Saturday, July 07, 2007

Kanner's 100 - Ridley Scott

I've always enjoyed watching TV and it just so happens to be one of my favorite hobbies. I enjoy programs that range from the cerebral and enlightening (e.g. How It's Made, documentaries, 60 Minutes) to the distracting and entertaining (e.g. Reno! 911, Adult Swim, Simpsons).

Yet besides certain programs I also enjoy watching commercials. I see them as a canvas for creativity where in less than a minute one is trying to be convinced to buy a specific product or support a certain cause or candidate. Some of the most notable commercials are those that are able to grab attention in innovative ways via humor, shock, artistry, etc.

Hence, one of my favorite books is Bernice
Kanner's The 100 Best TV Commercials which was published nearly a decade ago. Unfortunately, Kanner passed away last October. Yet her New York Times obit had an excellent quote of hers regarding ads:

“It’s chic to say you’re immune to advertising, but it does invade our pores.”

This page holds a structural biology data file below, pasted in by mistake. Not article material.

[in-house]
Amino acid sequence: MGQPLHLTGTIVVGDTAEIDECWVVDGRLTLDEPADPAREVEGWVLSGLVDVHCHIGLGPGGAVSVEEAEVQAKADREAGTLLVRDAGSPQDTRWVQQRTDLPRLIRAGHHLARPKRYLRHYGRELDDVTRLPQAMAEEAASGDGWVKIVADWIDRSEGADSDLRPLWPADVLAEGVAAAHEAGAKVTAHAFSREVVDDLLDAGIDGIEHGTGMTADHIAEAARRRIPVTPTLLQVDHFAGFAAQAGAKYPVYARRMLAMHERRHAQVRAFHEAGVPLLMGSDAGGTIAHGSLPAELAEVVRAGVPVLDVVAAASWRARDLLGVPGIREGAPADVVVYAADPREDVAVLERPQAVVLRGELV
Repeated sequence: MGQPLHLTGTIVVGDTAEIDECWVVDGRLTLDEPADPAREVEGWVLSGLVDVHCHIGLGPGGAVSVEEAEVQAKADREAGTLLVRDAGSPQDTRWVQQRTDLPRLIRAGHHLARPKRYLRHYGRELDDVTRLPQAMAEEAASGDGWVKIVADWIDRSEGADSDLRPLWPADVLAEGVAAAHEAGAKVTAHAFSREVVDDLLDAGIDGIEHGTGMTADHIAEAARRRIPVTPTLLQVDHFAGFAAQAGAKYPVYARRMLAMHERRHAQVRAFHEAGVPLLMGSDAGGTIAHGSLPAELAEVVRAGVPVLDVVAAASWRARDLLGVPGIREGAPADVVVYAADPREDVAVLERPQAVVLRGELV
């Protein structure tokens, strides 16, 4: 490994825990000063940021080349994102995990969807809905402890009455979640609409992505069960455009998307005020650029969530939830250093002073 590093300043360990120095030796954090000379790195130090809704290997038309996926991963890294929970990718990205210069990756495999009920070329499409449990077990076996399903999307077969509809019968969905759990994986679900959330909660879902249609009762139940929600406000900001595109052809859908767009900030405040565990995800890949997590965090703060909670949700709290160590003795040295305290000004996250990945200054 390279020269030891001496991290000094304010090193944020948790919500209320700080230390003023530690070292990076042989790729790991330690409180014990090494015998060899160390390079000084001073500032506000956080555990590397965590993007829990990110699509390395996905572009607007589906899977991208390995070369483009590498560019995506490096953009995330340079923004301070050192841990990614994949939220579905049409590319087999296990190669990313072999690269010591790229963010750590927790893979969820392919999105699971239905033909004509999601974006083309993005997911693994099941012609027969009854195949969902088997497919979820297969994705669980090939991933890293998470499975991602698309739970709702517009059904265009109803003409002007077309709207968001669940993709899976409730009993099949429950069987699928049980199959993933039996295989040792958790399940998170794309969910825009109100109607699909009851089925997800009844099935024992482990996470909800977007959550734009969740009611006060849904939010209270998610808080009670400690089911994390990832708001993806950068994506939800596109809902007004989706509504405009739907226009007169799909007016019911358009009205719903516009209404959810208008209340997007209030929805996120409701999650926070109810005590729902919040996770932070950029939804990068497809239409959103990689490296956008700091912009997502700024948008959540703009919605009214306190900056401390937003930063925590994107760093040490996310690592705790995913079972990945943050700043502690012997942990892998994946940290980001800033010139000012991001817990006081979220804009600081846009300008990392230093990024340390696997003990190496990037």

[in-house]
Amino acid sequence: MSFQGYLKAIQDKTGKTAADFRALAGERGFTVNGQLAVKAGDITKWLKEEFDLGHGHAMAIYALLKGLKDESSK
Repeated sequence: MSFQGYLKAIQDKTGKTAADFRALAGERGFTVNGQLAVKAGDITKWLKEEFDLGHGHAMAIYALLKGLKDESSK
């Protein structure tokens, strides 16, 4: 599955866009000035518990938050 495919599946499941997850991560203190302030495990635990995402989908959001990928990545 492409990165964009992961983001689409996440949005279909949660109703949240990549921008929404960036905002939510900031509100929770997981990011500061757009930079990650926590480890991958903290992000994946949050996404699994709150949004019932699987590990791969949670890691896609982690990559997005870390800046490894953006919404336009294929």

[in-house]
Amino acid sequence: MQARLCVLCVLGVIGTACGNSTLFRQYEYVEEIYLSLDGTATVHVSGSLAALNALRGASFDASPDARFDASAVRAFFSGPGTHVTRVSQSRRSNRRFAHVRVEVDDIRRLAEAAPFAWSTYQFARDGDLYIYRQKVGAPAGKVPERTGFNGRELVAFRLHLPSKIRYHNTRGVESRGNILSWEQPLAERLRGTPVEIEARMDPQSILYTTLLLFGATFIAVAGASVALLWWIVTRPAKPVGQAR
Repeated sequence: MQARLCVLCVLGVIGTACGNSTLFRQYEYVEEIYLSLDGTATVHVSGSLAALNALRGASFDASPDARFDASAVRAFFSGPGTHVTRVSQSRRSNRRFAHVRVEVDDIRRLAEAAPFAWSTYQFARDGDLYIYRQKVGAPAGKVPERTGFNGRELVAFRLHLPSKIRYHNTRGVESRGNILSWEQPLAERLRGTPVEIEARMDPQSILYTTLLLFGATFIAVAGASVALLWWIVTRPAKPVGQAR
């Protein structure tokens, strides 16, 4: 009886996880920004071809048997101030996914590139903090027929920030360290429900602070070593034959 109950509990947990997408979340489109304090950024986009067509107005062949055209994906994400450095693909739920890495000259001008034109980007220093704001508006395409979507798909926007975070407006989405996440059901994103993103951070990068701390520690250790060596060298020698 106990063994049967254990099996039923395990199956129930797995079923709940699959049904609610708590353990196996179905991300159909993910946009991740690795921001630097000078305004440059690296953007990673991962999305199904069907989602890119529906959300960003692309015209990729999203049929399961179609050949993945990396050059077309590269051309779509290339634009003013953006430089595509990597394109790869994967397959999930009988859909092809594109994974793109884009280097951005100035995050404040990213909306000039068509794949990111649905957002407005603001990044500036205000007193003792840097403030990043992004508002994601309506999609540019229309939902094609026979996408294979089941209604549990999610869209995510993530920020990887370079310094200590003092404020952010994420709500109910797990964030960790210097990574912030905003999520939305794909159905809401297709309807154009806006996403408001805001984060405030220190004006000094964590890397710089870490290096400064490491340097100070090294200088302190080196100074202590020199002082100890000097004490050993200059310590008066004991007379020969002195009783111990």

Though I don't own a copy of the book, I've scoured all over YouTube during the little bits of spare time I had over the past few days. My aim was to try to find as many of the ads Kanner mentioned in the book. Despite not having eread the book since 2005 and working from memory I found nearly 40 of those ads which I will post on periodically.

This post will look at several ads by renown film director
Ridley Scott. The man behind films like Alien, Blade Runner, and Thelma & Louise has also directed several adverts. The most well-known commercial he directed was the "1984" ad for Apple Computers. It only ran once during the 1984 Super Bowl, but its stunning imagery and message of rebelling against dystopia remain etched in our collective memories. One never sees the product in the ad, but the commercial is unforgettable.

The 100 Best... also points out another famous ad directed by Scott though it is not famous here in the States. It's a 1973 commercial for England's Hovis bread. The commercial, in my opinion, is superior to "1984" in that one really feels transported back to 19th-century England. Sepia-colored tones and Dvorak's "New World Symphony" define the ad and one even gets the sense of smelling the freshly-baked bread. Kanner mentioned that legal constraints led to the creation of the very memorable slogan seen at the end of the commercial.

As an honorable mention not noted in the book, I'm including Scott's 1979 commercial for Chanel No.5. Again we see fantastic imagery and great background music from Vangelis, (of Chariots of Fire fame.)

Fabulous stuff, no?

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